In the News

Projected Water Swap Flows Reduced

by Jacob Pierce
Santa Cruz Weekly,, 6/18/12

New figures unveiled at a June 14 forum didn’t bode particularly well for a plan environmentalists hope could be an alternative to desalination.

County water resources director John Ricker was speaking about conjunctive use, or water swapping—a plan he’s studying that would involve sharing the San Lorenzo River’s excess water flows with overdrafted basins in Scotts Valley and Soquel, with those two districts eventually sending the donated water back Santa Cruz Water Department customers who rely during hot, dry summers. Ricker has long said a water swap wouldn’t fill the region’s apparent need for more water, but he had an update as well.

“We’re looking at having even less water available,” Ricker said about the study. About 25 percent less, to be more precise.

The change in numbers comes because there was an important element Ricker didn’t take into account when he released his preliminary figures last year. That element is Santa Cruz’s evolving but as yet unfinished Habitat Conservation Plan, which will require the city to reduce the amount of water it takes from rivers and streams in order to protect endangered and threatened salmon.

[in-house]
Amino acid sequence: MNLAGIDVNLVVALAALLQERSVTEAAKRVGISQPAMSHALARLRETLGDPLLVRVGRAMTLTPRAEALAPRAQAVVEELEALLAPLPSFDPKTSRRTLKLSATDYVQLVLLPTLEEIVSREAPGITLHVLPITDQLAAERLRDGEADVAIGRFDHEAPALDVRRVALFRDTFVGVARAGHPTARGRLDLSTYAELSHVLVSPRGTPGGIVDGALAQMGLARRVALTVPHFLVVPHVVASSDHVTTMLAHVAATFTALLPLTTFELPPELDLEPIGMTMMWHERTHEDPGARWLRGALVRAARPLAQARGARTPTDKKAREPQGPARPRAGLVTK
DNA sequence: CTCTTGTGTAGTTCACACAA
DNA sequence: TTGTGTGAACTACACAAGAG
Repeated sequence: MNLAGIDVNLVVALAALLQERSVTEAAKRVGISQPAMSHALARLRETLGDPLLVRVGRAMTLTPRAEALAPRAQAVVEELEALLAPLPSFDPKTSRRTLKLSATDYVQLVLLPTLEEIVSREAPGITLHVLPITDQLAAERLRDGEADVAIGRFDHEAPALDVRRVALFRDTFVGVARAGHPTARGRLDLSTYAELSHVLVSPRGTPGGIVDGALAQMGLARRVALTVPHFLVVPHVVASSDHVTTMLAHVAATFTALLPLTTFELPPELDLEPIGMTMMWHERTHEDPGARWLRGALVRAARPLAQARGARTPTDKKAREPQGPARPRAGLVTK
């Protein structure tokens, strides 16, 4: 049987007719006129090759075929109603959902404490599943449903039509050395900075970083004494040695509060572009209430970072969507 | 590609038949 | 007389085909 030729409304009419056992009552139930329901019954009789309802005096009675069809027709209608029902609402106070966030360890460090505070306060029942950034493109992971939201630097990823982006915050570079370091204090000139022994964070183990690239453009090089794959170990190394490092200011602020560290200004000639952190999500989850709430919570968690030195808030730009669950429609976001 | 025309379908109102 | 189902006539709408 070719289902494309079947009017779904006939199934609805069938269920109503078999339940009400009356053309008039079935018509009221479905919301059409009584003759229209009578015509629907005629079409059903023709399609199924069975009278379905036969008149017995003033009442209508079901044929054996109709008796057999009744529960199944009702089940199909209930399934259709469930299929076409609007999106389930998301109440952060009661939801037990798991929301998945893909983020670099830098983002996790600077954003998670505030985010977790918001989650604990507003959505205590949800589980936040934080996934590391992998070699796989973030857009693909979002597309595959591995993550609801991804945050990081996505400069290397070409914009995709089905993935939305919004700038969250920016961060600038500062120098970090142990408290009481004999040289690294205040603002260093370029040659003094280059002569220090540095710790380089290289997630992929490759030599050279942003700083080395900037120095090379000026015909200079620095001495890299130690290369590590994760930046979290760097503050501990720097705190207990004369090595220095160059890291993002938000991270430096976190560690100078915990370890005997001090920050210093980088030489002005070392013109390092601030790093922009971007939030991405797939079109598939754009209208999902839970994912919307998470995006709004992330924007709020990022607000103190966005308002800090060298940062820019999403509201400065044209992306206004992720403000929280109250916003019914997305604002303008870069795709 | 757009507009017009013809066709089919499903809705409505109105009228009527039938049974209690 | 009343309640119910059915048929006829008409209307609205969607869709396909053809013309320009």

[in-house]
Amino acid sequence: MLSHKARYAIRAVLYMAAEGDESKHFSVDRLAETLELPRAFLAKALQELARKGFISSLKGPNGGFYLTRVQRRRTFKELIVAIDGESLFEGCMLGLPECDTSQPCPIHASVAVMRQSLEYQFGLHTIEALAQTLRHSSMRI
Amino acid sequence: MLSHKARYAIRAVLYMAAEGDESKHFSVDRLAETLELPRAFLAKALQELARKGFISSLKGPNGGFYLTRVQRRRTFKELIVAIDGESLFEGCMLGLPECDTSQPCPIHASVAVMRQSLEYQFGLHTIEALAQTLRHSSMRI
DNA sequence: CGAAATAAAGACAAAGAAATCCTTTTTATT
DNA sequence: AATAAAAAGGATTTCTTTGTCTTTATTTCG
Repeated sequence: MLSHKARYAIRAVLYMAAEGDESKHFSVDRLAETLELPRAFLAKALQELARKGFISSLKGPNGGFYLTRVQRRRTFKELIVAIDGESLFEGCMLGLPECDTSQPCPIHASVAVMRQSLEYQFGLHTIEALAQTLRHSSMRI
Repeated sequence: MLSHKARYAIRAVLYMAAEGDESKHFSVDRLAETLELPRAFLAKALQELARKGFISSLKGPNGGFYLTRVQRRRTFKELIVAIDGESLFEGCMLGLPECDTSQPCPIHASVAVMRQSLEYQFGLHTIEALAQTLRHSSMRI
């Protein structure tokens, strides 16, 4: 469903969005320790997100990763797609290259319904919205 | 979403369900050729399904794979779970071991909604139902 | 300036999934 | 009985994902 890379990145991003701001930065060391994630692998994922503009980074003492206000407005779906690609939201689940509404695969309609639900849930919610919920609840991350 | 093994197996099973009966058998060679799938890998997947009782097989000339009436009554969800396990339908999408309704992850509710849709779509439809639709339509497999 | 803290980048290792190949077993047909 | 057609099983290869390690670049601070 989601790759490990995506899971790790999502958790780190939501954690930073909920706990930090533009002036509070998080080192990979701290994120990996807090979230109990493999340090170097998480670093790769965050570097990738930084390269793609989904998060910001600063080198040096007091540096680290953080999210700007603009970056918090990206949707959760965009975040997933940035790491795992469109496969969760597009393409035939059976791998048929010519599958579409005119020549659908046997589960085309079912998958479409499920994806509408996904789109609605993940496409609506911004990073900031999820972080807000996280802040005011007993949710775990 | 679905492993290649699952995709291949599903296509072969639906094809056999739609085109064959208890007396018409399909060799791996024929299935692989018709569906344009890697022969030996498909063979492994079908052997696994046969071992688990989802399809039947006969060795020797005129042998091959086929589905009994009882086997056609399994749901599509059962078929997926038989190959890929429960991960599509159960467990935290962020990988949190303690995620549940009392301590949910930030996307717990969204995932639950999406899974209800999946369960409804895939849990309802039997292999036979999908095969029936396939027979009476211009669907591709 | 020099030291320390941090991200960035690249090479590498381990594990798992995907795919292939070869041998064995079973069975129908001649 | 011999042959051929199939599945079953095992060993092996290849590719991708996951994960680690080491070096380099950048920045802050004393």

Original estimates were that some 110 million gallons a year could be sent from the

San Lorenzo River to the two overdrafted districts. For the Soquel Creek Water District, where overdrafting is severe, that figure represented well under a third of what a desalination plant could produce. Now that the water-swap figure has fallen to 80-odd million, conjunctive use is looking even less like a complete solution.

Still, there was cause for optimism at the forum, too. Ricker added that a little-used well in Felton could potentially make up some of the difference lost in the new estimates.

Environmentalists have been banking on conjunctive use—along with calls for increased conservation—as an alternative to/a$100 million-plus desal plant. Ricker’s study is key to that. Said Peter Haase of Engineers for Water Alternatives, which hosted the forum, “It hopefully doesn’t become a study just for study’s sake.”

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